I don’t think you are going to get anywhere with the second part; it isn’t enough to count the particles, they also have to behave correctly. D=11 supergravity multiplets will not give a chiral field theory with diverse gauge group representations in four dimensions; the MSSM is chiral and has a complicated array of particles in various representations. And that’s probably the least of your worries.

  7. I enjoyed watching the video ( at least the first 30 mins ) and soaking up the atmosphere. But there are so many term I don’t understand: sequential z prime, vector like single top quark, TDR, b tags, Rpp decay, maximally natural solution to heirachy problem, long lived colour particles, relic abundance of DM, sigma term(time) branching ratio, natural theory at weak scale, t/tbar/MET, sleuth type approaches, top prime, bottom prime, natural v’s unnatural, 5/3 charge particles . etc… etc…

    Your short glossary helped a lot.

    Is there a good reference place to understand in a non-technical way the meaing of many of these terms. Wikipedia helps a bit but tends to get too technical. ( maybe the answer is that I need to read everything you have blogged on this site 🙂 )

    It seemed there was a fair amount of discussion around the stop particle. Is that seen as the most likely first superparticle that will be detected ?

    • sequential z prime, – a heavy version of a Z particle

      vector like single top quark – a heavy version of a top quark, see

      TDR – technical design report for an experiment

      b tags – see

      Rpp decay = RPV decay = R-Parity-Violating decay = violation of assumption 1 in

      maximally natural solution to heirachy problem = see first, then a natural solution is a theory that accomodates the hierarchy readily, for many possible values of its parameters, i.e. without the need to adjust the parameters of the theory to very precise values.

      long lived colour particles (color –> colored) = a heavy quark-like particle that lives much longer than a trillionth of a second and may travel some distance through (or all the way through) the ATLAS or CMS detectors before it decays

      relic abundance of DM = how much dark matter is left over after the Big Bang

      sigma term(time) branching ratio = sigma times branching ratio = production rate times the probability for a certain type of decay.

      natural theory at weak scale = see “natural solution to hierarchy problem” above; “weak scale” is around 1 TeV, meaning accessible to the LHC

      t/tbar/MET = top quark + top antiquark + missing tranverse momentum, as would arise from producing a top squark and antisquark pair, where the top squark decays to a top quark and an undetectable particle, and the top antisquark decays to a top antiquark and an undetectable particle

      sleuth type approaches = technique for simultaneously looking at all the data for deviations from predictions; sounds great but very dificult to carry out in practise

      top prime, bottom prime = heavy versions of a top quark and bottom quark

      natural v’s unnatural = the issue is whether a theory’s parameters must be precisely adjusted in order to get physics similar to our world (unnatural) or whether a wide range of parameters will typically lead to physics similar to our world (natural)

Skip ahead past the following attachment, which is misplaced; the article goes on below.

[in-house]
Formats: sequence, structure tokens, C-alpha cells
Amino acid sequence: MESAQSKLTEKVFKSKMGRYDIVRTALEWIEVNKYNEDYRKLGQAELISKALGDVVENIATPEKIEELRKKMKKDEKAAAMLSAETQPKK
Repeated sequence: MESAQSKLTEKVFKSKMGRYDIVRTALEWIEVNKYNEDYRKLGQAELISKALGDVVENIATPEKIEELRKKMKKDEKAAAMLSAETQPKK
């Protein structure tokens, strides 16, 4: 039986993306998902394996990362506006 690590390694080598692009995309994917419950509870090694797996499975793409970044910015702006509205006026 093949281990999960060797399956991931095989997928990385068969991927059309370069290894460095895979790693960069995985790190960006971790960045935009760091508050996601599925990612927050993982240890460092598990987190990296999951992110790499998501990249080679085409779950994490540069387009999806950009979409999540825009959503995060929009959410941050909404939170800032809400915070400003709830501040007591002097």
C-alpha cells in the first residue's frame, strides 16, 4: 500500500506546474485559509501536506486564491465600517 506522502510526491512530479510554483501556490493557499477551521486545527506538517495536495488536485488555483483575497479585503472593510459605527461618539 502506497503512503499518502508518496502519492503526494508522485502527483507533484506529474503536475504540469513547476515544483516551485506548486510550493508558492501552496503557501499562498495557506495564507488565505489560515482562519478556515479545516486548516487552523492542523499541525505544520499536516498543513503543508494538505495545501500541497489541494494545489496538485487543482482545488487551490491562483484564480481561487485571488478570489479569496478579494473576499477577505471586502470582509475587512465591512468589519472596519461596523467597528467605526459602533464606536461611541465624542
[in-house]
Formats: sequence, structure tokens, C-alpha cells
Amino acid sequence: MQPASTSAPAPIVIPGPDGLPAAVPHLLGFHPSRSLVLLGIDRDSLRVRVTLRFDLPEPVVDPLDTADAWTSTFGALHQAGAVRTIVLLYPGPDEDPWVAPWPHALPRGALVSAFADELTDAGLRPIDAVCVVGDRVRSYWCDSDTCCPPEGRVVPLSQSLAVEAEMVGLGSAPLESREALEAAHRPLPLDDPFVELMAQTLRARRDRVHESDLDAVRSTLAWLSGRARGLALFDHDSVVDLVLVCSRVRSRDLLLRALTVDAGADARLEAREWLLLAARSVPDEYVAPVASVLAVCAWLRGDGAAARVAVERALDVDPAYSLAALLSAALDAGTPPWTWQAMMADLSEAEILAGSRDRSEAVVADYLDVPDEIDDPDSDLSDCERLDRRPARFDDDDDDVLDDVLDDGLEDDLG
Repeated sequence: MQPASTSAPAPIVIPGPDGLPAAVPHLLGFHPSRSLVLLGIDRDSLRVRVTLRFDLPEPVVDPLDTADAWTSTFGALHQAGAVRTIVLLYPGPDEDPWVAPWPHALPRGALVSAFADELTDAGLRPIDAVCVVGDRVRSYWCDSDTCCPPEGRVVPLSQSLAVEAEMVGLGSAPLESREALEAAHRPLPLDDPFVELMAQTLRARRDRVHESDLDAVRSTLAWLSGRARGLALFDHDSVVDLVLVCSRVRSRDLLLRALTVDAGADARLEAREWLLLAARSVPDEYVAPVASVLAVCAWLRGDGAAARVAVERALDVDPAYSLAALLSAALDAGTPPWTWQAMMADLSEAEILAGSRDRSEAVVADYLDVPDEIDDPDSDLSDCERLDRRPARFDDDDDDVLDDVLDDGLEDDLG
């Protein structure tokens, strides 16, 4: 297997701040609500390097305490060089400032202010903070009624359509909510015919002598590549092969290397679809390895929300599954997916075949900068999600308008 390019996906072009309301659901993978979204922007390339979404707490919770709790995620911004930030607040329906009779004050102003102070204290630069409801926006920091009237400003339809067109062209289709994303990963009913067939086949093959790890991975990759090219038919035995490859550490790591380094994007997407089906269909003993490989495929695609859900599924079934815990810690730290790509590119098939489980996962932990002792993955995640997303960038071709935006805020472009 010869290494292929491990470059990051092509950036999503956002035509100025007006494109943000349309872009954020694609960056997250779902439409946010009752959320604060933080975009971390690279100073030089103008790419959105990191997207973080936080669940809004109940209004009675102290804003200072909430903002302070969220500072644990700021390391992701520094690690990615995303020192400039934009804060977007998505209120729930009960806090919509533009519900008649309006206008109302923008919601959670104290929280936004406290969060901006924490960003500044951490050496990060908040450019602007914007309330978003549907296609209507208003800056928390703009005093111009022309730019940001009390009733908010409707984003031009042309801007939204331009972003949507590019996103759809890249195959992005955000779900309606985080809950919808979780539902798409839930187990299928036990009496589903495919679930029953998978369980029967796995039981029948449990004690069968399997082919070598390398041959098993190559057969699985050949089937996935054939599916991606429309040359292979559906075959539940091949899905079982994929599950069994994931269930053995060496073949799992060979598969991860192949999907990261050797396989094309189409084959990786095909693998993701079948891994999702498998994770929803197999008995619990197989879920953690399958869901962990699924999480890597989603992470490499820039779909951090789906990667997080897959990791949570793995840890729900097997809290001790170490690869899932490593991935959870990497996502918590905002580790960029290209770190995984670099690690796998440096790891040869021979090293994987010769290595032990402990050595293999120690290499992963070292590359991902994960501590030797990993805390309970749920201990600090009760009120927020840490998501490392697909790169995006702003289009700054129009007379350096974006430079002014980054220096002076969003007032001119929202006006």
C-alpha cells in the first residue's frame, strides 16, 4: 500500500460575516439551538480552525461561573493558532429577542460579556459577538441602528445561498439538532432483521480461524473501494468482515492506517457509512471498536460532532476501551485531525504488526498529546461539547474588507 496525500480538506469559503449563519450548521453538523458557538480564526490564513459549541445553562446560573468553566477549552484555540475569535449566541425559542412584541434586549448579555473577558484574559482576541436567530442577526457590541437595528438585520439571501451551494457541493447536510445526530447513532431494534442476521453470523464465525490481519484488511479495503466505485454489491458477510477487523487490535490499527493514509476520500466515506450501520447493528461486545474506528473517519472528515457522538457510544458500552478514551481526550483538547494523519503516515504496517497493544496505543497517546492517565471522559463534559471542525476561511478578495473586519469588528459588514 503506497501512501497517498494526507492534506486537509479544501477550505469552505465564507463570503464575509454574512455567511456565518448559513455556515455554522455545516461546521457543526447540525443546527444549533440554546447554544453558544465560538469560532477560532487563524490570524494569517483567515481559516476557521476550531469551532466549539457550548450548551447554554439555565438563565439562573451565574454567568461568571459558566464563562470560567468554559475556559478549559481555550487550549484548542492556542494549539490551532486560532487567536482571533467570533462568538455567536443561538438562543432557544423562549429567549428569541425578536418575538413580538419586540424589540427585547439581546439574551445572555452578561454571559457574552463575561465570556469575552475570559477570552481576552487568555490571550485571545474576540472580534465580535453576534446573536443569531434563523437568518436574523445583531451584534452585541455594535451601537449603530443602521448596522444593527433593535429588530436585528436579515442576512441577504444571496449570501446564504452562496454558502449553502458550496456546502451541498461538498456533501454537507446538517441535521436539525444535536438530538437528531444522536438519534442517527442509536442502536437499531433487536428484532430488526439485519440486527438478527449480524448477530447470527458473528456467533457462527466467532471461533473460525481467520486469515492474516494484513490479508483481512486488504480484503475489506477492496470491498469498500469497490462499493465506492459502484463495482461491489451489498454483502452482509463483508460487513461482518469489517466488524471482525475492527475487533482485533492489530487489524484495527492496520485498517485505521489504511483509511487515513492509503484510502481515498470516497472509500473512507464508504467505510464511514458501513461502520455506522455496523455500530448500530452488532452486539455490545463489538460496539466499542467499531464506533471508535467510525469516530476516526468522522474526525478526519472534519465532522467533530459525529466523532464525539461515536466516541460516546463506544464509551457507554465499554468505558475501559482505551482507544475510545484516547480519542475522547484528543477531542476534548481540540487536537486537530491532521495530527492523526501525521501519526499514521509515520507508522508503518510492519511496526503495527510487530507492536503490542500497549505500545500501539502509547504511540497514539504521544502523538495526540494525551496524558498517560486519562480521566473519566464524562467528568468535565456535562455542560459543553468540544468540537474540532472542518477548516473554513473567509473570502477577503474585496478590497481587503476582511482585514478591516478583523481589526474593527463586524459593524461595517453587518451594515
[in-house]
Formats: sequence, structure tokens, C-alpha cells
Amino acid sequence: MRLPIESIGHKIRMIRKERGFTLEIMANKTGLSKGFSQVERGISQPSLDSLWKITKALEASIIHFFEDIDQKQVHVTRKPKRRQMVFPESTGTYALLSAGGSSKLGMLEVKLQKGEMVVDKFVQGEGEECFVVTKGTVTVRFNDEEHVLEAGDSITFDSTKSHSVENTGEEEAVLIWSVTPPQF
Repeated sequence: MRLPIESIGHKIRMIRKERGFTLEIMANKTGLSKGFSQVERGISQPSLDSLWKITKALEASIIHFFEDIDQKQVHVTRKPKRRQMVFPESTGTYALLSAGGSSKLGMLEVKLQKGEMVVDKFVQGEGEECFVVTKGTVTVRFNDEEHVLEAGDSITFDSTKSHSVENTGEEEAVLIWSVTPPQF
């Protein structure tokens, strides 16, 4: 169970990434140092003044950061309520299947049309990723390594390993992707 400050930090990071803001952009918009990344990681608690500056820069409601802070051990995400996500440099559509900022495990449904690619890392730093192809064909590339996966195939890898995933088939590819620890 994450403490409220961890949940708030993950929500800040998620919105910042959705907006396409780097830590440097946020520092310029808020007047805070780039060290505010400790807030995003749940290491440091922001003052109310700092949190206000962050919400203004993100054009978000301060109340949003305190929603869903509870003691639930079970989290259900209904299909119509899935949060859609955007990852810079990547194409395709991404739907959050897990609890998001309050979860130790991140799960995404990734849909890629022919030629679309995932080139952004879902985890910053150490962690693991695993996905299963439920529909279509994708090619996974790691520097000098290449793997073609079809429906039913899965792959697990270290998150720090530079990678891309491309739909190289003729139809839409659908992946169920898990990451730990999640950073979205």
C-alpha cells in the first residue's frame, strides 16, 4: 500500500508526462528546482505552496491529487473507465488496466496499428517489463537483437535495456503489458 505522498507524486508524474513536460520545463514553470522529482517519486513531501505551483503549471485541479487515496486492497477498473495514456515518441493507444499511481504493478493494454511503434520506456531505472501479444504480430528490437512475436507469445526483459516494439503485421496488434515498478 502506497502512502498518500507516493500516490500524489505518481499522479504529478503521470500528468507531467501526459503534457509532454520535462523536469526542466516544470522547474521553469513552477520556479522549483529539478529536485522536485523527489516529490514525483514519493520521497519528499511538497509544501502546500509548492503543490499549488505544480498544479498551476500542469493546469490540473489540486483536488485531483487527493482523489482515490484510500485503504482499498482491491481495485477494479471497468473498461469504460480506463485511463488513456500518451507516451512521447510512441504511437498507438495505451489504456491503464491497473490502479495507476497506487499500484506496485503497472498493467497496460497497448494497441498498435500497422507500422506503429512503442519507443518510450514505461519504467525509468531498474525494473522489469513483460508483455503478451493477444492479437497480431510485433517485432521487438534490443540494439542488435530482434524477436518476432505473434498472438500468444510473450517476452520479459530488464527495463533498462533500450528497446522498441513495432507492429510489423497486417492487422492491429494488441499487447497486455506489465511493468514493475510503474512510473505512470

5/3 charge particles = just what it sounds like: particles with charge 5/3 times larger than that of a proton (compare with a top quark that has charge 2/3

      top squark = moderately likely (but by no means certain) to be the first superparticle discovered, IF supersymmetry exists of course!

      • Thank you. I read through this and the referenced posts, then re-watched the panel discussion. I certainly got far more the second time through. You guys are in the process of making history.

        So thanks for all questions you answer and for allowing the rest of us listen in whilst history is being made.

  8. Hi Matt
    I also watched this video with pleasure, even if I wasn’t able to understand it fully sometimes as it was a bit too technical, as Tim said above, it’s good to feel atmosphere. Part of discussion reminded me that I was going to ask you one thing. You and the other guys emphasised that all decay and production rates of Higgs must be carefully measured. It’s clear how can you measure decay rates, but how can you measure production rates? Meaning: you see Higgs particle in your data, naturally you see how it decayed, but how can you say which one of few possible ways it was produced? How this is done? I guess all Higgs particles look the same, no matter how they were created.

    Thx, Pawel

  9. Matt, it’s estimated that we need around 15/fb of data this year for both Atlas and Cms to confirm/disprove the existence of a Higgs. If confirmed, will the 15/fb estimated this year plus 5/fb from last year be sufficient to tell whether it’s a susy or standard model Higgs?

    • No. The data MIGHT be sufficient to provoke strong suspicions that it is not a Standard Model Higgs. This is possible because the Standard Model makes very precise predictions for how a Standard Model Higgs will behave. But within supersymmetry, there is an enormous range of possibilities for how the Higgs will behave, including the possibility that it will behave rather like a Standard Model Higgs to a good approximation. This is true of other models as well.